by Karen Mehall Phillips - Tuesday, November 21, 2017
As an NRA Endowment member, avid hunter and editor of this website, I enjoy sharing that the NRA is home for hunters. Not only does it offer us an array of programs and services that promote hunter safety, education and training, but the NRA Institute for Legislative Action (NRA-ILA)—the NRA’s lobbying arm—works around the clock to protect hunting’s future. So as Thanksgiving approaches, it is fitting for American hunters to stop and give thanks for the NRA.
For just a few examples of how the NRA works for hunters—leveraging the grassroots efforts of millions of mainstream Americans—are you aware that NRA-ILA operates Federal Affairs and State and Local Affairs Divisions to monitor hunting issues on Capitol Hill and at every state capitol? That ILA is working to pass state constitutional “Right to Hunt and Fish Amendments” in all 50 states? That ILA’s Conservation, Wildlife and Natural Resources Department is dedicated to wildlife, land and related regulatory issues? That ILA’s Hunting Policy Division coordinates issues between federal, state and local jurisdictions? Or that ILA’s International Affairs Division monitors hunting issues at the United Nations? Be sure to mention this to the fellow hunters at your Thanksgiving gathering.
In addition, for those unaware, share how the NRA put even more tools in hunters’ toolboxes earlier this year when it launched the NRA Hunting campaign. In helping us to fight back against the animal rights extremists who seek to end all hunting, material is designed to help us talk about hunting with hunters and non-hunters alike, showcasing the story of hunting and how science-based conservation does not exist without hunters’ funding. Visit NRAHunting.com for articles about saving the future of hunters and hunting, then visit NRATV.com/nra-hunting to view and share the campaign’s corresponding 60-second TV ads.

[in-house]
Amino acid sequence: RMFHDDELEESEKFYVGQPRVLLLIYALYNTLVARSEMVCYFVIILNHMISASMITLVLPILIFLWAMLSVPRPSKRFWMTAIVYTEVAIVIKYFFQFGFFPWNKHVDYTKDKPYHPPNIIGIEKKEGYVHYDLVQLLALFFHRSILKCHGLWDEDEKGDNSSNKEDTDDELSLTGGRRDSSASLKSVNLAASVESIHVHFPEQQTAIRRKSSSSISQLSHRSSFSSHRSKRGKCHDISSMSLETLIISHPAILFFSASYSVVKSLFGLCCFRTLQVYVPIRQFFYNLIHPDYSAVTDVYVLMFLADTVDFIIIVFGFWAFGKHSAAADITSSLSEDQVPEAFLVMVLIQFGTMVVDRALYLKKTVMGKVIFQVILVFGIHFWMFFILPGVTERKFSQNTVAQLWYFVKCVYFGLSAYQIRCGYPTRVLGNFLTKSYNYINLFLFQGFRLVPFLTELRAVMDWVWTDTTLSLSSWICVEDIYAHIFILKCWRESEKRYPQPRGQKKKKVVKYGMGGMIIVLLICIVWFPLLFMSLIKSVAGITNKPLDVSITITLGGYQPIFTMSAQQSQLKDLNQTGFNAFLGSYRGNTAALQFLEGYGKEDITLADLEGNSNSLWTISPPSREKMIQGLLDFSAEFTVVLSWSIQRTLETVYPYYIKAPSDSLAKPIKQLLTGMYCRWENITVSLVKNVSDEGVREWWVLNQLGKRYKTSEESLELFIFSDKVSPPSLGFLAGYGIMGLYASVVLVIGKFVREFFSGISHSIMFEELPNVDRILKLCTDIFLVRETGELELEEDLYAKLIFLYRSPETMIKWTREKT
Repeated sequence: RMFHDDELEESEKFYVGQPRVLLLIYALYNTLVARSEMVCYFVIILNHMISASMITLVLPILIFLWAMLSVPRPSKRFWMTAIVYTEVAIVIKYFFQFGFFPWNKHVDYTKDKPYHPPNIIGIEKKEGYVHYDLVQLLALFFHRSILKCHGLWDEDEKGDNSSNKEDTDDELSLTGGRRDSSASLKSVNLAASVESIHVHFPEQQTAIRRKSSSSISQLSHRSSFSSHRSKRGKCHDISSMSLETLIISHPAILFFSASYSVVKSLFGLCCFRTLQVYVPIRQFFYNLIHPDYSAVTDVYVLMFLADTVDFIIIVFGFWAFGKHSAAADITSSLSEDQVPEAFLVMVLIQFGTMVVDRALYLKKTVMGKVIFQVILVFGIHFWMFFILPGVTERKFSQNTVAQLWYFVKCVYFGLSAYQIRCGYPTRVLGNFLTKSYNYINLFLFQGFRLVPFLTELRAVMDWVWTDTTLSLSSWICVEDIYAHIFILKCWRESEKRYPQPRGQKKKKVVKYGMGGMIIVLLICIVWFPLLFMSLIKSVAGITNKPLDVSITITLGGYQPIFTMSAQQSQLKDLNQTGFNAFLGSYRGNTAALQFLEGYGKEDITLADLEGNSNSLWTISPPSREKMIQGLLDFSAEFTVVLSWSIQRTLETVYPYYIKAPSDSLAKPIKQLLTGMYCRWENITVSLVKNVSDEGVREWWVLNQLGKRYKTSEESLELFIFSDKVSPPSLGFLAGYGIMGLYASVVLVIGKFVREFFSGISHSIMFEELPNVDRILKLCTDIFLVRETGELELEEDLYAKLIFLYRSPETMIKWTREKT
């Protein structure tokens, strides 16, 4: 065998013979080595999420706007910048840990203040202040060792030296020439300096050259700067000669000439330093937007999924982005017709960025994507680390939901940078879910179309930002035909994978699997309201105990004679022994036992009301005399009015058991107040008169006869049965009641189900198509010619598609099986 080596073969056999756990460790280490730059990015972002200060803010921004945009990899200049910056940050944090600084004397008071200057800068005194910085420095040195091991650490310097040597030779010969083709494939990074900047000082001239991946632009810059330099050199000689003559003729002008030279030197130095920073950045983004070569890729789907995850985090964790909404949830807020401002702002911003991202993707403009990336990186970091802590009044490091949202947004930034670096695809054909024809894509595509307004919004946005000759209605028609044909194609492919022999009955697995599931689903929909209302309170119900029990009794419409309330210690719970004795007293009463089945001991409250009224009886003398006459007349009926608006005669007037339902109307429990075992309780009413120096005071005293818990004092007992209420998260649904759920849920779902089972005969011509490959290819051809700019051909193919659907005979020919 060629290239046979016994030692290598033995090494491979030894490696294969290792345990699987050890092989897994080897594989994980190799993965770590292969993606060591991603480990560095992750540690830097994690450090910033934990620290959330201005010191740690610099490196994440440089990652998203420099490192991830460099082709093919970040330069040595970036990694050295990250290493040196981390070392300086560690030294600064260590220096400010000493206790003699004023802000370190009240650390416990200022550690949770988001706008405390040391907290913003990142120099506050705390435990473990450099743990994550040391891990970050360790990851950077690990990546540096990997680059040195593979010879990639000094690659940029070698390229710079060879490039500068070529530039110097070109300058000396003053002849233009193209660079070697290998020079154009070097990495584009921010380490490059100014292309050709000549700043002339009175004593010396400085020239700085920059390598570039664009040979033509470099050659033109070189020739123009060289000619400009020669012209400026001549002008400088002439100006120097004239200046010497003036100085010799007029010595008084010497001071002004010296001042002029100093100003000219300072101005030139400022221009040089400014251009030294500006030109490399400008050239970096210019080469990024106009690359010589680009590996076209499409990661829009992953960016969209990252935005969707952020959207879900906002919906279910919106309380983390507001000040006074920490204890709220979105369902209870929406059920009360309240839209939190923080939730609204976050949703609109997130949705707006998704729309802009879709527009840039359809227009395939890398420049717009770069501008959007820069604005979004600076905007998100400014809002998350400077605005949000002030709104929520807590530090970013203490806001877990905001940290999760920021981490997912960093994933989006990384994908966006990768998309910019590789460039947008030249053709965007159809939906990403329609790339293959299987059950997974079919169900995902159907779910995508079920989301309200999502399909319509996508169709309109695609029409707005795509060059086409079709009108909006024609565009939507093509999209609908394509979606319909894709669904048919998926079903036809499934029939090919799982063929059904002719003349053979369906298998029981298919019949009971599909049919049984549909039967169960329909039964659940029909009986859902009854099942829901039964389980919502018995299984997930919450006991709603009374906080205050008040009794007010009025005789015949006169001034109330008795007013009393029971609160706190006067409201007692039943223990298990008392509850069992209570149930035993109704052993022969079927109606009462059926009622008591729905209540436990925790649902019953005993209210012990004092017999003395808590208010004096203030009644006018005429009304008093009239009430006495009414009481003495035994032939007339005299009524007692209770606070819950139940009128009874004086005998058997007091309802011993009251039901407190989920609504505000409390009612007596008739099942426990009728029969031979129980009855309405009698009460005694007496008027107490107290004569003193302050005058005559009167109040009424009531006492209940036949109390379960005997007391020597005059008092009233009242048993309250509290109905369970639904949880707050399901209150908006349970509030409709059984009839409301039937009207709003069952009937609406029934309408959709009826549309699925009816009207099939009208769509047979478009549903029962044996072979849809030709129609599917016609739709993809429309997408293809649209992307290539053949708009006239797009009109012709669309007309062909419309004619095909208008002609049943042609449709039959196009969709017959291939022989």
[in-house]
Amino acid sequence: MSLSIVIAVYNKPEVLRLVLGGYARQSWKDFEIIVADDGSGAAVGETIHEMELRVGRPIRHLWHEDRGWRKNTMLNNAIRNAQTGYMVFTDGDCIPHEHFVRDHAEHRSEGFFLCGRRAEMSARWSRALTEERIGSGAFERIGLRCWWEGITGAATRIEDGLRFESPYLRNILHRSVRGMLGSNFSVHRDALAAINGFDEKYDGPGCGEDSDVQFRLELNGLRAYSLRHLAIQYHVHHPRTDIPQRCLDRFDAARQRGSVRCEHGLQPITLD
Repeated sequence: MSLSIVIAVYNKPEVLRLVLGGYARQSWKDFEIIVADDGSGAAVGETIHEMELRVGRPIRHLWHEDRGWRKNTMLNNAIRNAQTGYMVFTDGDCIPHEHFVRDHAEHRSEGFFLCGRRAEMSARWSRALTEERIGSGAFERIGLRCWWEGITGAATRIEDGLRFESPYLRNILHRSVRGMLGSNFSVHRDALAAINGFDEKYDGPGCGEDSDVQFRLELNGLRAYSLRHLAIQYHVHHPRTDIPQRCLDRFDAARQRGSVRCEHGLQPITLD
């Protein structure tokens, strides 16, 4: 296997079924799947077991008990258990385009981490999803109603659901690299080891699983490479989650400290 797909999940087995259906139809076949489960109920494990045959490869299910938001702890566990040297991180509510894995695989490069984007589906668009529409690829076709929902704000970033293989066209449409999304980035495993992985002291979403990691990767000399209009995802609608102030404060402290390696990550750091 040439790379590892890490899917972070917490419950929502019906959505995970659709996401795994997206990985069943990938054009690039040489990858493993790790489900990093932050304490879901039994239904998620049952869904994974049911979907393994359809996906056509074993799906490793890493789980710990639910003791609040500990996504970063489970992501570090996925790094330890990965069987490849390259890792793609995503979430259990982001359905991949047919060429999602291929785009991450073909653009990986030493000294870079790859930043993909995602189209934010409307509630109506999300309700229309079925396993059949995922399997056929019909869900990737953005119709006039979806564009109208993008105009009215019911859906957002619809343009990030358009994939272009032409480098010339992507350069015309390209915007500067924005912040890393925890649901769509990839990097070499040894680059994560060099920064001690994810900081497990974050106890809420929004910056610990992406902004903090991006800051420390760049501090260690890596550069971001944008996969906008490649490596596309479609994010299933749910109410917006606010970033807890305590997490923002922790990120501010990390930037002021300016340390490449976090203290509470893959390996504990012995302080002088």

On a personal note, I certainly count the NRA as one of my blessings on Thanksgiving and every other day. No organization is a more seasoned wartime veteran in fighting for hunters. So as you gather at the dinner table with friends and family at the dinner on Thursday, giving thanks for each other and for your freedom to hunt and feast on nature’s bounty, remember to ask yourselves: If there were no NRA would we be hunting at all?
NRA: Fighting for Hunters for 146 Years
Did you know that when the NRA was chartered in November 1871, a key objective was to promote hunter safety and to defend hunting as a shooting sport and necessary method of fostering the conservation of our renewable wildlife resources? Today the NRA is the largest organization of hunters with 3.5 million hunters in its 5-million-plus membership ranks. The NRA’s strength and political firepower comes from its membership as we NRA members take pride in standing united on the issues impacting hunting’s future.
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